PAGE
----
The Bouldin Corporation (Bouldin) began operation in 1959 as Bouldin & Lawson, based in McMinnville, Tennessee. In the early years, the business focused exclusively on machinery to serve horticulture and nursery operations. Over time, the company built an international customer base. On the back of this success, Bouldin diversified in 1996 and began to serve the construction industry and government demilitarization operations. In 2002, the corporation launched WastAway, an innovative recycling program geared toward resolving diverse waste issues and recycling detritus into energy and usable materials.
Today, Bouldin employs around 50 people operating out of a headquarters in Morrison, Tennessee. While the business provides innovative waste management and recycling services to businesses and municipalities in the surrounding Warren County, the team has made an impact all over the world. The WastAway division of the business works with communities and clients to develop and implement technology and processes to improve waste handling through machinery and recycling methods that are cost efficient and healthier for the environment than traditional systems.
Terry L. Moore serves as Bouldin’s chief business development officer. His role in the organization involves reaching out to new customers and new markets to distribute the company’s unique community-driven solutions in a greater footprint. The company is currently undergoing growth that will bring Bouldin technology to new regions across the globe.
Bouldin has made major progress in unique waste management solutions over the years .While the company continues to manufacture handling equipment for partners all over the world, the crew is making a lasting impact at home in Warren County, Tennessee. “With our Wastaway division, we service our county,” Moore explains. “We also continue to supply a range of industries with equipment as well as solid waste for reuse. The materials we handle do not go into landfills.”
The business receives garbage out of trucks both recycled and not recycled. Through an advanced automated system, the facility separates metals, which are sold as scrap metal. The crew also separates glass, rocks and dirt into an organic into aggregate. What’s left over is carbon-based organic material with a BTU value. “We capture the BTU’s with a patented hydrolizer system,” Moore notes. “This is a continuous flow autoclave which has a higher temperature and pressure as well as a longer dwell time than for hospital surgical instruments. It is then a sterile, non-odorous, pathogen-free product. The end result is high BTU fuel, similar to coal. We pelletize it for electricity, cement and bio fuels.” Bouldin processes around 50 tons of material every day.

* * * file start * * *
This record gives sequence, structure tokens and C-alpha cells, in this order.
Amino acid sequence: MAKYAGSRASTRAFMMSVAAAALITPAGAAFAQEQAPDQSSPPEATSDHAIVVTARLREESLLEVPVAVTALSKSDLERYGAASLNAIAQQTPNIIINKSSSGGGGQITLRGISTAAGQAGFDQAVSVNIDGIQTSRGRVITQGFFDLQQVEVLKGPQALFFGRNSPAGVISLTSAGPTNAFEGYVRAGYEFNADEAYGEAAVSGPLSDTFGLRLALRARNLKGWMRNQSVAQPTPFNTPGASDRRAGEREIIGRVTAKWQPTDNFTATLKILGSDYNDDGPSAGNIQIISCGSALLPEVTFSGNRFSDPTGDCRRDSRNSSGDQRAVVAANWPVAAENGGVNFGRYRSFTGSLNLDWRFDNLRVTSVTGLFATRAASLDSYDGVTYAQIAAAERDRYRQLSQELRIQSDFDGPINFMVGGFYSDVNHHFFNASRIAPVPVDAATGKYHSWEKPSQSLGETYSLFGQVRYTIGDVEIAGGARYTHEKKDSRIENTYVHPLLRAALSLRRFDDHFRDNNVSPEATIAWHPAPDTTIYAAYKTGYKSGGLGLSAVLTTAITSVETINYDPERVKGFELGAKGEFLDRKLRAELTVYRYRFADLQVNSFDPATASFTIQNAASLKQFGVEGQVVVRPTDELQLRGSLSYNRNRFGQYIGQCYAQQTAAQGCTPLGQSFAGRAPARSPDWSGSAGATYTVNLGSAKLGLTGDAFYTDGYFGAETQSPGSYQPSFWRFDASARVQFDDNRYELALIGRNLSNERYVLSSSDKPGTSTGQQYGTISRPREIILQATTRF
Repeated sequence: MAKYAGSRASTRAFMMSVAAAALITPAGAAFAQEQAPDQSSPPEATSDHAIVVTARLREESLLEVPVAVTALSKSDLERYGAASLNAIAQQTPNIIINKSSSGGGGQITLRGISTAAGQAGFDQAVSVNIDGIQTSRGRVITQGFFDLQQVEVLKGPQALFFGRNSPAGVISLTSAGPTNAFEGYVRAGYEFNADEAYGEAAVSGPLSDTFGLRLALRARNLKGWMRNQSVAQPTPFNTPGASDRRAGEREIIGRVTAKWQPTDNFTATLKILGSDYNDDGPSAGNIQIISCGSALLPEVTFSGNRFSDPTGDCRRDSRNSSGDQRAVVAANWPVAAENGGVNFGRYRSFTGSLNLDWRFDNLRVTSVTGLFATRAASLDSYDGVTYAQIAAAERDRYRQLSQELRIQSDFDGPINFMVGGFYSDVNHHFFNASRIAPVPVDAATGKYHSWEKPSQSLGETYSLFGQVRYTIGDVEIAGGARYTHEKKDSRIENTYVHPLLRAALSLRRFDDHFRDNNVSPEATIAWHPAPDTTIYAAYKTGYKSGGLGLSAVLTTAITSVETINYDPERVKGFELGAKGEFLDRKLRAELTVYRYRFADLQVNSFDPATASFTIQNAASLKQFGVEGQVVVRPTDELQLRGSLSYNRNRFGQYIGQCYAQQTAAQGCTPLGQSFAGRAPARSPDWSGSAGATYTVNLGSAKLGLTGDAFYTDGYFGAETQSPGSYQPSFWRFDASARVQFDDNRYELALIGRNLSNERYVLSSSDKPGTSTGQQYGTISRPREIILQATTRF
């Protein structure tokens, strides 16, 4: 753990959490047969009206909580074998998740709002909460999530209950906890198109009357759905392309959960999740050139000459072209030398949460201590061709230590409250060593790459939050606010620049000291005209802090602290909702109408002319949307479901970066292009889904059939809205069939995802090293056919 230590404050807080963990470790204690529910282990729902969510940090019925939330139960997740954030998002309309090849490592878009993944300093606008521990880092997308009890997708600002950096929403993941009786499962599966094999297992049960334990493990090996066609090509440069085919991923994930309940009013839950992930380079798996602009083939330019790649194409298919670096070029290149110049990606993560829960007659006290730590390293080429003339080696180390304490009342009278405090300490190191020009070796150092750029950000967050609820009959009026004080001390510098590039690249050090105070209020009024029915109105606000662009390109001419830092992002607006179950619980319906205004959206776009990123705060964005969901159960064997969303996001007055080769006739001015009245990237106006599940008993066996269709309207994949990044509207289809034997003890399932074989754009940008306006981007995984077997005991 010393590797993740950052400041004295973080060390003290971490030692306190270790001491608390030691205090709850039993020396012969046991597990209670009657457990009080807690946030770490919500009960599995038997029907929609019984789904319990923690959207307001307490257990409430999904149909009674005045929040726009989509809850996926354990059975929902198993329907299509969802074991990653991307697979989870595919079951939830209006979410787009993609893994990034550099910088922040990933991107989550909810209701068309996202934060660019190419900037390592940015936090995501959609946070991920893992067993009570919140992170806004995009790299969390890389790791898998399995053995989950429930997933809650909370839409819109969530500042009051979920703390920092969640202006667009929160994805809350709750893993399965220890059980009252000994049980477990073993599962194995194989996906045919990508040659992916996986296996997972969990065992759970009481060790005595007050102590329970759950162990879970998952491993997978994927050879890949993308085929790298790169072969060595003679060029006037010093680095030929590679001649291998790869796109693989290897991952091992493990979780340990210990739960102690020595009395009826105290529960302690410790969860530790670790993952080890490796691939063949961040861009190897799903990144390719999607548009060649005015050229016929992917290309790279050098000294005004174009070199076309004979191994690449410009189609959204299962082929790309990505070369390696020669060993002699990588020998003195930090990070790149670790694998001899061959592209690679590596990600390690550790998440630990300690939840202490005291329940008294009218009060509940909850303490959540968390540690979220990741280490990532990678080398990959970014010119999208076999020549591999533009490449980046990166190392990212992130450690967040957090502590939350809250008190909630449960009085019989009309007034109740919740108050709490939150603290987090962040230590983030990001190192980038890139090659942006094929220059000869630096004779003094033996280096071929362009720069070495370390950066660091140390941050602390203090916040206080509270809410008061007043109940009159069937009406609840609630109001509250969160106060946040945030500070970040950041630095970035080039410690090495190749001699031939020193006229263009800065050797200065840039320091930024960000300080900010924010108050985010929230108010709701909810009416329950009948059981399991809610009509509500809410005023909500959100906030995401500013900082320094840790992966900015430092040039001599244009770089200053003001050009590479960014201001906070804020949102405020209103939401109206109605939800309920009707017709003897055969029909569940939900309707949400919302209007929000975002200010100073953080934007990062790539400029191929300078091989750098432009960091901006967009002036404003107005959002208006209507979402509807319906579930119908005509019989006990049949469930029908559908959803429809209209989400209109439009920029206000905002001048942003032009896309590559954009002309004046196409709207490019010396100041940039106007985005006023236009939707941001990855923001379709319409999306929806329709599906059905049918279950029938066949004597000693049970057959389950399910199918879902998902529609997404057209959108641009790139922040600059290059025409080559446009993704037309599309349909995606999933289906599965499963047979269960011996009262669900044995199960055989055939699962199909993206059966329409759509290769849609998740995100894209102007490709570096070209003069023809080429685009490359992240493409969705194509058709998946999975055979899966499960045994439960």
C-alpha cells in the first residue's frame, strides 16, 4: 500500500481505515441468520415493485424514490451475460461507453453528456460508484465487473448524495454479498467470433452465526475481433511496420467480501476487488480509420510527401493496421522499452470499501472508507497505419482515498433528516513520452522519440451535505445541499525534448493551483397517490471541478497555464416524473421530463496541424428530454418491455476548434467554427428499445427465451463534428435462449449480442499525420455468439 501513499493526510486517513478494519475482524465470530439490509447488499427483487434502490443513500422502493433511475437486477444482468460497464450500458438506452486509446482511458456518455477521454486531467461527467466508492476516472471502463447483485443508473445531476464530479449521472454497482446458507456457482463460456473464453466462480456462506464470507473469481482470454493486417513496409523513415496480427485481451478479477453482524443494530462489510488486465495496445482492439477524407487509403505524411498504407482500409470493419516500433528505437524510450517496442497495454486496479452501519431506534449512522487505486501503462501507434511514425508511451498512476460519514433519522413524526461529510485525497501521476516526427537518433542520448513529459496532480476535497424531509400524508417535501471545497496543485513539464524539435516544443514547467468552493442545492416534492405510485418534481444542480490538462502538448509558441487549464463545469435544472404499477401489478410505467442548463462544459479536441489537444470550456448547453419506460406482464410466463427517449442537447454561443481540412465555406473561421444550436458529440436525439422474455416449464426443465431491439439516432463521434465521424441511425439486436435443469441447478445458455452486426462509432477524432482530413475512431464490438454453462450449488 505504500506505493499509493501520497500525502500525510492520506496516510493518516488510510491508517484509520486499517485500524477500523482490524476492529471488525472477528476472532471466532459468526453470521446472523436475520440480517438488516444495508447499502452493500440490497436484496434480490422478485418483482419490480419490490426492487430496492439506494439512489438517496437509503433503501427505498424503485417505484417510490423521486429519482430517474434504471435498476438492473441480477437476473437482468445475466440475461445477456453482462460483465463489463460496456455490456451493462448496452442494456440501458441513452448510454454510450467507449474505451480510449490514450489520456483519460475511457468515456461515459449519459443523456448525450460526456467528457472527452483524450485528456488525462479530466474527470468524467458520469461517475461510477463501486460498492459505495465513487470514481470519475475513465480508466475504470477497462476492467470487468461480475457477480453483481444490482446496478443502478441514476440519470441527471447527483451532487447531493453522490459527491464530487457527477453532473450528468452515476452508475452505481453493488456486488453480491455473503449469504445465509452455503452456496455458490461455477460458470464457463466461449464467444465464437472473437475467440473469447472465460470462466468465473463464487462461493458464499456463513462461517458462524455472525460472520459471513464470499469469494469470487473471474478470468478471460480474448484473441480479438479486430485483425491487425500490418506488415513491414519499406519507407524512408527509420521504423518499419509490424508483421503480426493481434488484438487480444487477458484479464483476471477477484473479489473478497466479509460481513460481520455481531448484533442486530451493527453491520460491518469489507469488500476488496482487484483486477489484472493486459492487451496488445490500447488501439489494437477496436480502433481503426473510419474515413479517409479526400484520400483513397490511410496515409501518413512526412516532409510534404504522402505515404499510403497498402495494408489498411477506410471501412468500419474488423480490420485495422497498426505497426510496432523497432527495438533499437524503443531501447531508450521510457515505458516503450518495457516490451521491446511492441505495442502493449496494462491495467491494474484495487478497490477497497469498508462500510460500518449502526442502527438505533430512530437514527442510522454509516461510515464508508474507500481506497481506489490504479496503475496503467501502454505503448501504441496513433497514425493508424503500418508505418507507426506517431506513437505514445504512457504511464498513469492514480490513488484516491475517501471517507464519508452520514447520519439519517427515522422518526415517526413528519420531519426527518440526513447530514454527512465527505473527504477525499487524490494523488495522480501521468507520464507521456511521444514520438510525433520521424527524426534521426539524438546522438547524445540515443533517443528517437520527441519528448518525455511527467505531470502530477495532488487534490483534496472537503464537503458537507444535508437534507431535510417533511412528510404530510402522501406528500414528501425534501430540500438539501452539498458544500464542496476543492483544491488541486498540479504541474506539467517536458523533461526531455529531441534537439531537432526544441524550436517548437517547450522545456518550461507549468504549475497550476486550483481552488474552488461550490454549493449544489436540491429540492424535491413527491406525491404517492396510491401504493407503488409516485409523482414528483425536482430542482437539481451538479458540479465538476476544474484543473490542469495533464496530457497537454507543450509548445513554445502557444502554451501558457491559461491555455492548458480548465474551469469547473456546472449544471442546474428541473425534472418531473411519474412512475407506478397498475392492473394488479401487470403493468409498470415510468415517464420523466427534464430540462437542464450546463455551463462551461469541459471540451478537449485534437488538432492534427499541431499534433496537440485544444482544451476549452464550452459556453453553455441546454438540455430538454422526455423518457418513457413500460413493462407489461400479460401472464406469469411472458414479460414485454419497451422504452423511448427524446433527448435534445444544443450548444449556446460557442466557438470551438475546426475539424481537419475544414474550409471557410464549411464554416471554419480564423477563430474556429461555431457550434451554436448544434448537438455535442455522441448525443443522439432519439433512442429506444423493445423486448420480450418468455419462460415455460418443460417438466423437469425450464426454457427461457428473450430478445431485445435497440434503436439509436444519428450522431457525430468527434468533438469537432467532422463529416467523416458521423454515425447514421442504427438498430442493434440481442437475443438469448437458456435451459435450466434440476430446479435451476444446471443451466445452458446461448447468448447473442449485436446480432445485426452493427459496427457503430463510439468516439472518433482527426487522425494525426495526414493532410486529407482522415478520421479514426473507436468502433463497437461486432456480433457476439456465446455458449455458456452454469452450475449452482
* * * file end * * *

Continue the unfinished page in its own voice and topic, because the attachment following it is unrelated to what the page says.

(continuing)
Currently, the team is been looking at a project in Europe for a facility that is using ground up garbage. Unfortunately, the client has had issues with contaminants. Bouldin is working with the business and showing them how to sterilize materials and make them pathogen-free before processing into fuels and other recycled materials. Bouldin has worked with clients throughout the United States and overseas to improve processes and technology for this kind of material processing.
While Bouldin continues to break new ground for the waste and materials handling industries, the company faces unique challenges. “Nothing happens in a vacuum,” Moore explains. “We are always dealing with competition and we have to make a continued effort to offer leaning options for our clients. There are also regulatory issues we face as a business. We recycle materials, but we still need to factor in regulations that require us to keep our carbon footprint low in the process.”
To stay ahead, the team continues to innovate. A strong research and development department is constantly restructuring the process to make it cleaner, reduce energy use and improve efficiencies. AS technology grows, the company is filing for new patents year after year. A set of lasting partnerships help to move the company’s progress along. 60 percent of equipment for Wastaway is manufactured by sister company, Bouldin & Lawrence. Long-term relationships with natural gas and electricity companies help keep operational costs low.
In the coming years, Moore and his team are looking ahead to new developments in the industry. The company continues to market state-of-the-art equipment and methodology to material handling companies all over the world. The marketing team is reaching out to new regions overseas and Boulding has a growing international footprint. “We have expanded our marketing and business development outreach into Europe, Africa, Asia, Latin America and Canada,” Moore says. “We are signing many new contracts on an international scale and in the next few years, we plan to experience exponential growth.” Bouldin Corporation remains dedicated to innovative materials handling processes as the company’s footprint grows.